stood the operation well and it is
hough t by Jlis physicians that he
will recover. -
-The fire in Statesville Tuesday
of last week, originated in Jg. L.
destroyed it and three -other
til- 1- ""Y 1b - - .,, 1
umiuiuiiB auiuiuiUK mho caqu-
j. ii w 1UBB uy mo win laugo uo-
tween $30,000 and f 85,000 and the
insurance seems to be $15,0o0 or
$16,000. The heaviest losses were :
Mrs. M. L. Gunn, S. L. Leary,
The Lazenby-Montgomery Hard
ware Co., W. P. McLain, M. L.
Gunn. Capt. P. 0. Carlton, Louis
Clark, Mills & Poston and Dr. J.
f. Mott. During the progress of
the fire aid was asked from Salis
bury, and although our fire fiigh-
ters made unusual haste in ans
wering the call, they did not ar
rived until the fire was about
under control, the good people of
Statesyille, however, appreciated
our efforts fione the less and speak
in mgn terms oi tne aiisrr
ooys.Most oi tne ouiiamgs win oe
renuut ana tne nrms aiscommoa-
ed are locating elsewhere and will
Unci Uoney for the Jamestown Exposition.
The House committee on arts
and expositions today authorized
a favorable report on the bill car
rying the following appropriations
for the Jamestown Exposition :
$250,000 direct appropriations,
$400,000 for government pier,
$250,000 for government building,
$50,000 for officers' rendezvous,
$100,000 for enlisted men, $100,000
for transportation of soldiers and
arms, $100,000 to the negro de
velopment company which will
hold an exposition- in connection
With the event. The committee
also considered an appropriation of
$25,000 at Jamestown Island,
$5,000 for enclosing grounds and
$10,000 to continue excavations
there , in search of antiquities.
Washington Dispatch, 23d.
A Badly Boned Girl
or boy, man or woman, is quickly
out of pain if Buckien's Arnica
Salve is applied promptly. G. J.
W olen. pi Tekunsna, xaicn. , says
'I u8e it in my family for cuts,
sores and all skih injuries, and
find it perfect." . Quickest Pile
cure known. Best healing salve
madi SI5c at all drCrg stores.
CONCORD AND CABARRUS COUNTY.
Governor Glenn to Speak on Sunday,
Concord TlmesvMarch 30th.
Joe Johnson, an old and re
spected colored citizen of Con
cord, died yesterday morqing.
He was stricken with paralysis
Tuesday morning while at his
work at W. S. Bingham's.
H. M. Isenhour, of Gold - Hill,"
was in Concord last week. Mr.
Isenhour says he cured himself in
five days of a cancerous growth on
his mouth, which had been trou
bling him a good deal.
The Missionary Institute for
for Salisbury district convened in
Central Church here last night
with a sermon by Rev. J. E. Gay,
of Spencer, Quite a number of
visitors arrived yesterday and last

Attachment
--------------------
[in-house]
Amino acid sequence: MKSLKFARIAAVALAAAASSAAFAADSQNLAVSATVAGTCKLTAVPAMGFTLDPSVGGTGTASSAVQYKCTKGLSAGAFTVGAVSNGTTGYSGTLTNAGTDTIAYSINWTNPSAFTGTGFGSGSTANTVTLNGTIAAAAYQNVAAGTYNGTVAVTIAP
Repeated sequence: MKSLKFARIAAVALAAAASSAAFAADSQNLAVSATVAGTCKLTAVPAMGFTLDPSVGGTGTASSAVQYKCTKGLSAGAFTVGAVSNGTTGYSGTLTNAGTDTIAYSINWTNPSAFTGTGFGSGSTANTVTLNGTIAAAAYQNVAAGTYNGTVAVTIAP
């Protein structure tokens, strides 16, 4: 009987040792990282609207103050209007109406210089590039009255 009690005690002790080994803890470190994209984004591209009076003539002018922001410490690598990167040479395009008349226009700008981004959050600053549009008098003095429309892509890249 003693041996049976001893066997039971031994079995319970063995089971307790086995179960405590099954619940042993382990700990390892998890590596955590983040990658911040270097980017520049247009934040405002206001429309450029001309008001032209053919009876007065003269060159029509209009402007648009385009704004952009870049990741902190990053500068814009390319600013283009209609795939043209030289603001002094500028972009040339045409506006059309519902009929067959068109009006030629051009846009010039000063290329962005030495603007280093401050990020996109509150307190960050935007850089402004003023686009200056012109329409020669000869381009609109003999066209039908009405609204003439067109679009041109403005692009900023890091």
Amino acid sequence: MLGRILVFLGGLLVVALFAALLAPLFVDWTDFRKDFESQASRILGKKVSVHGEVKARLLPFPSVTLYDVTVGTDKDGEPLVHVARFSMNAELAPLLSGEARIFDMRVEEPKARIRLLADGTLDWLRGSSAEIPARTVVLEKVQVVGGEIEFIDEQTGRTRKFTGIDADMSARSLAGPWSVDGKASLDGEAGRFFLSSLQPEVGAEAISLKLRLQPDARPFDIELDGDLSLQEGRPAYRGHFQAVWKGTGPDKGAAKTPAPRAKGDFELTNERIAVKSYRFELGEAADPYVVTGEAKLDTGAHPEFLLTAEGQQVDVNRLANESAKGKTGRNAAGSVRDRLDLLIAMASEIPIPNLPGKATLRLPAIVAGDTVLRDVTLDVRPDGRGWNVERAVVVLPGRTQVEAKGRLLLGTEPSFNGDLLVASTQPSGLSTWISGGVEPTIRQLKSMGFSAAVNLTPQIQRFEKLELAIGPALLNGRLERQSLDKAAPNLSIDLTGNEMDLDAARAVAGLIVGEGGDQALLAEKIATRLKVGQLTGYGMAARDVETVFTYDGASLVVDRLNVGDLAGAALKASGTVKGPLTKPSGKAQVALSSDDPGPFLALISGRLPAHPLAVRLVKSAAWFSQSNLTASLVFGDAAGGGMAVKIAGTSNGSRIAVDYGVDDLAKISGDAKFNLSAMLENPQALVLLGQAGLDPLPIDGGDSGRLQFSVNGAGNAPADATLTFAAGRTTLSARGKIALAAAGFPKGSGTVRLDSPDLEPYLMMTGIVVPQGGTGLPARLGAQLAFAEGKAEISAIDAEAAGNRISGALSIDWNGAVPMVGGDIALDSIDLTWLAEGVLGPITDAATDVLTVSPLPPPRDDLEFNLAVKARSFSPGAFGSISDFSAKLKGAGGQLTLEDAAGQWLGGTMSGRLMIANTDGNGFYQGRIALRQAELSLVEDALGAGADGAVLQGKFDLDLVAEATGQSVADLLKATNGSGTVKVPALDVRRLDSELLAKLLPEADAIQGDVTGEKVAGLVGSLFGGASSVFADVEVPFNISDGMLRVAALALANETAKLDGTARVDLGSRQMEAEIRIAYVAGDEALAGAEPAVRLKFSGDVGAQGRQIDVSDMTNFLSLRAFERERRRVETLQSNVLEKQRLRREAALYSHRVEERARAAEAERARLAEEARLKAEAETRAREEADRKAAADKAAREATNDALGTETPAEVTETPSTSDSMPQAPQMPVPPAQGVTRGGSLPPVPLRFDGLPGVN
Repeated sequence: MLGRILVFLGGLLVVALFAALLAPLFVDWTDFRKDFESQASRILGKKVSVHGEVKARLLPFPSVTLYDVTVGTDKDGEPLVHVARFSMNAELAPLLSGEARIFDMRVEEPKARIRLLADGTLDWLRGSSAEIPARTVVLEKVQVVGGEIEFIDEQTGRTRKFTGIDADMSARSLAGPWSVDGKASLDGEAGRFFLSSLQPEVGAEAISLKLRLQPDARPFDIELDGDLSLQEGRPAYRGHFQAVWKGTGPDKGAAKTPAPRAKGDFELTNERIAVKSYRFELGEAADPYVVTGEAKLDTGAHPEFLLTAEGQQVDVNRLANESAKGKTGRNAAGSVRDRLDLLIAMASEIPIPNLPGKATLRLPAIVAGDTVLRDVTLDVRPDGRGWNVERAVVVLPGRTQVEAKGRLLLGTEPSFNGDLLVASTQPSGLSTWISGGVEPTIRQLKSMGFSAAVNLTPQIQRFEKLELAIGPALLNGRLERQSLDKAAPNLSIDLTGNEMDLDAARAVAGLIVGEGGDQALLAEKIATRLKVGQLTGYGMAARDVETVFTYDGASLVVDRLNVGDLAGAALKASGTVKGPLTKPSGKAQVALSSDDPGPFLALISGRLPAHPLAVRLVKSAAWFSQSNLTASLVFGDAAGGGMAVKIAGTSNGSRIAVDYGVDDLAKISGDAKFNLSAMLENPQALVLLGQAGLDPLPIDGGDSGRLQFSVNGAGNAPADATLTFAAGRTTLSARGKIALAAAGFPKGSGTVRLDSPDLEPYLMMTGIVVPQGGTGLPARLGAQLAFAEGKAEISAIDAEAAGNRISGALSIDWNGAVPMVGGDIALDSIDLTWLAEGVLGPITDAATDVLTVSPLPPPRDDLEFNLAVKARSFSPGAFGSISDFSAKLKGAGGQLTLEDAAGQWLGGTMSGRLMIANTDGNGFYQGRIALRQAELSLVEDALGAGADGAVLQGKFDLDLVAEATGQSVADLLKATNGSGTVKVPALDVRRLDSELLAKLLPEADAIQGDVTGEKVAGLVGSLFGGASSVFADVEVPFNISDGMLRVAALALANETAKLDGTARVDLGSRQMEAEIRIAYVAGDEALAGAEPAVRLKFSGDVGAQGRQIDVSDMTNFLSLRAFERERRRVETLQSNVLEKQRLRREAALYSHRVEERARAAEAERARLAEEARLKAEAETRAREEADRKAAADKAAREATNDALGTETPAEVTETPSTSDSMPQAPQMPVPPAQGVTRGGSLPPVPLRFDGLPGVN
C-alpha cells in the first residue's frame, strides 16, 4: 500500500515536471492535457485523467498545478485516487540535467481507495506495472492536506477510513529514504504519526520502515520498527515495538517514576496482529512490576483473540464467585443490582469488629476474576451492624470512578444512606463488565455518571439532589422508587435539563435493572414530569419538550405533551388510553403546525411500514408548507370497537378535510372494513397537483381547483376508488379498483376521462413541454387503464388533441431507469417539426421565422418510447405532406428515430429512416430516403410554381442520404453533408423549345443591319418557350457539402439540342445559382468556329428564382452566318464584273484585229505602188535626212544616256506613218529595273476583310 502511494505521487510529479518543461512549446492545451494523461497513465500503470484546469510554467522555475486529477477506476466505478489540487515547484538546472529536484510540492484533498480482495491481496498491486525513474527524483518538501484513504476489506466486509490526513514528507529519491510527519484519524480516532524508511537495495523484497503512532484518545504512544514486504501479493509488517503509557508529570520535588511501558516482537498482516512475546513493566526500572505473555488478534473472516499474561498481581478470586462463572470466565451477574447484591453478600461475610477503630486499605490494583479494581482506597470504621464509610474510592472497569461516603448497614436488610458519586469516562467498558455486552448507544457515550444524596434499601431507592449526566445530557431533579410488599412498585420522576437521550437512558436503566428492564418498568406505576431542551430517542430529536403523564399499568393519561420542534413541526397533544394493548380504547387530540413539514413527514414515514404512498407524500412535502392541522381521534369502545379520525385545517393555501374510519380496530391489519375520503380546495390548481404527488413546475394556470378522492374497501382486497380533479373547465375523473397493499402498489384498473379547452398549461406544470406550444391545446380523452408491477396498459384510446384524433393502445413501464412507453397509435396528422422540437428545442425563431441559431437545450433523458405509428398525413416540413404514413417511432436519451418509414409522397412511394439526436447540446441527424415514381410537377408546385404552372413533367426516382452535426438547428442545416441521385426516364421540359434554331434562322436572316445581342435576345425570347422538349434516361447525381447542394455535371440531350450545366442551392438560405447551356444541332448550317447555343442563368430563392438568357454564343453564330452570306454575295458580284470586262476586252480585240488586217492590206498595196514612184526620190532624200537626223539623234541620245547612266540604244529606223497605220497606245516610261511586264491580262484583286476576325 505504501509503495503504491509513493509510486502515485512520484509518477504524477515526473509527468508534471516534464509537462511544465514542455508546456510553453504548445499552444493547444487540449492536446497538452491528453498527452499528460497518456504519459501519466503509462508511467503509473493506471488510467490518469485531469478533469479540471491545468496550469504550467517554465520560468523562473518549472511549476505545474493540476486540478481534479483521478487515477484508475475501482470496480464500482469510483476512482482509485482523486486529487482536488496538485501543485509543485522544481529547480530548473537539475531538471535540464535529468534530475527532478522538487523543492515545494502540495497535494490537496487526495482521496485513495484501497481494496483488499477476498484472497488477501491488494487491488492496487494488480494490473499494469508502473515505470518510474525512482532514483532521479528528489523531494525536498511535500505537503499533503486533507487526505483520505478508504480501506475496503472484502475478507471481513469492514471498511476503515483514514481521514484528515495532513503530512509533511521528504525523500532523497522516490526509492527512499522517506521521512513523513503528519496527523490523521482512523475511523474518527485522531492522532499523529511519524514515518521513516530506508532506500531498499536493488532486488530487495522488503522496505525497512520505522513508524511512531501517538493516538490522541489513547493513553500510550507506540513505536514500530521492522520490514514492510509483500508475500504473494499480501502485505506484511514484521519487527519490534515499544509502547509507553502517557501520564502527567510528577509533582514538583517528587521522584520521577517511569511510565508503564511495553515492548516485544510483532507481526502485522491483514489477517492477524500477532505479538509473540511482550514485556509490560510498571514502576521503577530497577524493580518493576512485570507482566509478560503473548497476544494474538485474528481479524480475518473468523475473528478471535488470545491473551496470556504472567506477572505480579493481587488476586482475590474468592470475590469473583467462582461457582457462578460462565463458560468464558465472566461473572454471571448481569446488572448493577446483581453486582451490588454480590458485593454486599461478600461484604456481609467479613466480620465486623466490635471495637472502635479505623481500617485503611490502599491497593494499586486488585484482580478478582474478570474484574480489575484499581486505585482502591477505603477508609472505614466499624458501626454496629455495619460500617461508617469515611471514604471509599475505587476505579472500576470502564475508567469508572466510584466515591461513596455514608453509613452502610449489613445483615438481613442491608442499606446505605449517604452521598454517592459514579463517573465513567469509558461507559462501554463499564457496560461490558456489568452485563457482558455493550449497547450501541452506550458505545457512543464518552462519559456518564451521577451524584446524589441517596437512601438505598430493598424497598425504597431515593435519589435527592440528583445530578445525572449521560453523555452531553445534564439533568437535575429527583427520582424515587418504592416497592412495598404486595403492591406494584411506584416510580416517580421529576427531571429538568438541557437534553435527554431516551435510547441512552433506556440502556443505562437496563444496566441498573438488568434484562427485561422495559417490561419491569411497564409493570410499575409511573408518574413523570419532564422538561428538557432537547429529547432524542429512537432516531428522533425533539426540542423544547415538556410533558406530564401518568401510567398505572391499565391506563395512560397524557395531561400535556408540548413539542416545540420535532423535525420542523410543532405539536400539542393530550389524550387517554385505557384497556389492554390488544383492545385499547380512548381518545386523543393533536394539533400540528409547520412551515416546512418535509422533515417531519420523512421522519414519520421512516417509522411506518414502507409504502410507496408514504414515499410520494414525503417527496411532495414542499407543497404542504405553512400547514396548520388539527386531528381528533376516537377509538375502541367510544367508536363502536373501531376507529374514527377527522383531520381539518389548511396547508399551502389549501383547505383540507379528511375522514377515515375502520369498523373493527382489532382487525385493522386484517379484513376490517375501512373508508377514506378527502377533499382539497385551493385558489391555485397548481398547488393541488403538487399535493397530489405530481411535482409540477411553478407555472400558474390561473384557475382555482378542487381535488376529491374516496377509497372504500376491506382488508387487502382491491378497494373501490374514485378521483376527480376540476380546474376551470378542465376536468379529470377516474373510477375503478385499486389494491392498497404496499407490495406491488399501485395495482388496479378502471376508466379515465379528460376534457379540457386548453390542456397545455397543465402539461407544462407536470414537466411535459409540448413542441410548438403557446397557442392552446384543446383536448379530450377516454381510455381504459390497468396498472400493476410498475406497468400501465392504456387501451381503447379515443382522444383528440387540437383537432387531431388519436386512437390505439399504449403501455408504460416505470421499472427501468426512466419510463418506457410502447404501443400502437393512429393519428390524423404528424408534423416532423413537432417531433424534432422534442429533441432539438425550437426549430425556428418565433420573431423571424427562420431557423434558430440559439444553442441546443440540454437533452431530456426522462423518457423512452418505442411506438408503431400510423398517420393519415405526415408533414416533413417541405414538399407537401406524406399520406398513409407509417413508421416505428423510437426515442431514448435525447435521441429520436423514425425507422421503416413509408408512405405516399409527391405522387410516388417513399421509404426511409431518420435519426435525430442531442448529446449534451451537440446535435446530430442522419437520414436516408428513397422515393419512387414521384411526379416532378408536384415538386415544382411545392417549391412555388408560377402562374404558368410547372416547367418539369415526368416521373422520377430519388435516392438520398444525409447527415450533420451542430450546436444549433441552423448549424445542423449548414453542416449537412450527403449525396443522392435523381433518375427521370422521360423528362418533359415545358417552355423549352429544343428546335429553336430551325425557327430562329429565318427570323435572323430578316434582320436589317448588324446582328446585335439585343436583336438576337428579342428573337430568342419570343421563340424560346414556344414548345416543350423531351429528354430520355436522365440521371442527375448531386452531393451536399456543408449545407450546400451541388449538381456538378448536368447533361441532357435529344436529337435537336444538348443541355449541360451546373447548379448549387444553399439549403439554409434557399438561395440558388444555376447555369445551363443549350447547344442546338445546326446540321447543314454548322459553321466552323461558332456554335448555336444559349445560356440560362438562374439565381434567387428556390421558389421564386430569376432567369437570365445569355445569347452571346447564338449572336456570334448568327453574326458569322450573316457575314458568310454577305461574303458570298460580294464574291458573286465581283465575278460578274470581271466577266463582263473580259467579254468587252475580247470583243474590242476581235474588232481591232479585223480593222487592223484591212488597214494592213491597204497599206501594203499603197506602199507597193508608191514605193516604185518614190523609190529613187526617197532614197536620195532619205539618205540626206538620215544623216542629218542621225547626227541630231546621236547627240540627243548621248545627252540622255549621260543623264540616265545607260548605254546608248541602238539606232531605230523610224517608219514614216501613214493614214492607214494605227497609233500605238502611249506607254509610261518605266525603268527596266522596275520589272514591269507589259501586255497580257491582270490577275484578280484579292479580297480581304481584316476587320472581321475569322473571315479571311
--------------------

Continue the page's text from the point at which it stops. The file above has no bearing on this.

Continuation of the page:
night, and more are expected to
day. . .
Senator Simmons as chairman
of the State Democratic Execu
Committee, has issued a call for
meeting of the committee at
Kaleigh April 4. This looks like
things political are beginning to
We are glad to note that the
condition of Marshal Poter is
somewhat improved. Dr. Stokes,
of Salisbury, came down Tuesday
to see him, and thinks he has a
fighting chance for his life. The
many friends of ih'm excellent
young man hope that he may re
cover. James M. Carter, a well known
and much respected citizen of
No. 11 township, died Friday
night March 23rd at the home of
his son-in-law, Julius Yate, at the
Bala mill. Mr. Carter had been
sick sinco January, and was 77
.y. ,v 3 n j r
" uy ui agy.
Governor Robert B. Glenn will
be in Concord on Sunday, April 8
as the guest of Hon. W. R. Odell,
and will make two addresses on
that day. In the morning at 11
o'olock he will speak at the Forest
Hill Methodist church on Sun day
School work, and in the evening
at 8 o'clock he will . deliver an
address on temperance at the Cen
tral graded school building.
Senator Overman's Bill With Referance to
the Cotton Trade in the Orient.
Senator Overman held a confer-
ence ith th SecrGfcarv of the De
partmenfc of Commerce and Labor
today, the result of which is of im-
tance tQ thQ Soutneru States
generally. A final agreement was
reached respecting Senator Over
man's bill designed to extend the
cotton trade in the Orient. Under
the revised bill it is proposed to
appoint a commission of five ex
ports, whose labors to extend the
cotton trade will be under the di
rect supervision of the depart
ment. Some of these commission
ers or agents will make trips abroad
and a display of cotton goods, de
signed for export, will be made in
all cotton manufacturing centers
in Southern and New England
States, while agencies are to be
established where information will
be given as to trade conditions
and tne kind of goods being pur
chased in the various markets of
the world. It is thought the sub
committee to which this was re-
feired will agree to this substitute
and that it will be reported favor